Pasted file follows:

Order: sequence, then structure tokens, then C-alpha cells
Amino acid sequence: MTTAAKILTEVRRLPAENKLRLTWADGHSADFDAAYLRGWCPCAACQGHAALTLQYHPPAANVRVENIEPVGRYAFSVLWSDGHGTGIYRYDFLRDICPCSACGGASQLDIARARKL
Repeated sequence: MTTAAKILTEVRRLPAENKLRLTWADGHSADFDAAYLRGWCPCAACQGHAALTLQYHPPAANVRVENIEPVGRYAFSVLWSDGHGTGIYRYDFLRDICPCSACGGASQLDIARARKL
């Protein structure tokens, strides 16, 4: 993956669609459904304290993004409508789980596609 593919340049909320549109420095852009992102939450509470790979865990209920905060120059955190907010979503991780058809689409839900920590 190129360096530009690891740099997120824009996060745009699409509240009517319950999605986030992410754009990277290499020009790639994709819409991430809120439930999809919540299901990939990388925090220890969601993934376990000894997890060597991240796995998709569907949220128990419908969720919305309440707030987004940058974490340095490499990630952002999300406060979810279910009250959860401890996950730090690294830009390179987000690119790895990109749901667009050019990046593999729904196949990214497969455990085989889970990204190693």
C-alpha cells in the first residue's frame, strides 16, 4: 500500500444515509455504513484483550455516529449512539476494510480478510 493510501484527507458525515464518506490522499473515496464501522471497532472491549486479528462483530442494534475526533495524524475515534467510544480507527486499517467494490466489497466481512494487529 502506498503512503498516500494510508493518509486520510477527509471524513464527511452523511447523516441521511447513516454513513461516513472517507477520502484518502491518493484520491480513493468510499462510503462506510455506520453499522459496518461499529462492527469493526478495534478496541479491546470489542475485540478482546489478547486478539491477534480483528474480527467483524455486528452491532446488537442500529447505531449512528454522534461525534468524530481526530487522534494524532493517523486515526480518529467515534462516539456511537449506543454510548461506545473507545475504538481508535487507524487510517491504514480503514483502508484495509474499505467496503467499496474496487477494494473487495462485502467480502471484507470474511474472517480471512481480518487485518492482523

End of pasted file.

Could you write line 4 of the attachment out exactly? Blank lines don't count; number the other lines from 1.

């Protein structure tokens, strides 16, 4: 993956669609459904304290993004409508789980596609 593919340049909320549109420095852009992102939450509470790979865990209920905060120059955190907010979503991780058809689409839900920590 190129360096530009690891740099997120824009996060745009699409509240009517319950999605986030992410754009990277290499020009790639994709819409991430809120439930999809919540299901990939990388925090220890969601993934376990000894997890060597991240796995998709569907949220128990419908969720919305309440707030987004940058974490340095490499990630952002999300406060979810279910009250959860401890996950730090690294830009390179987000690119790895990109749901667009050019990046593999729904196949990214497969455990085989889970990204190693």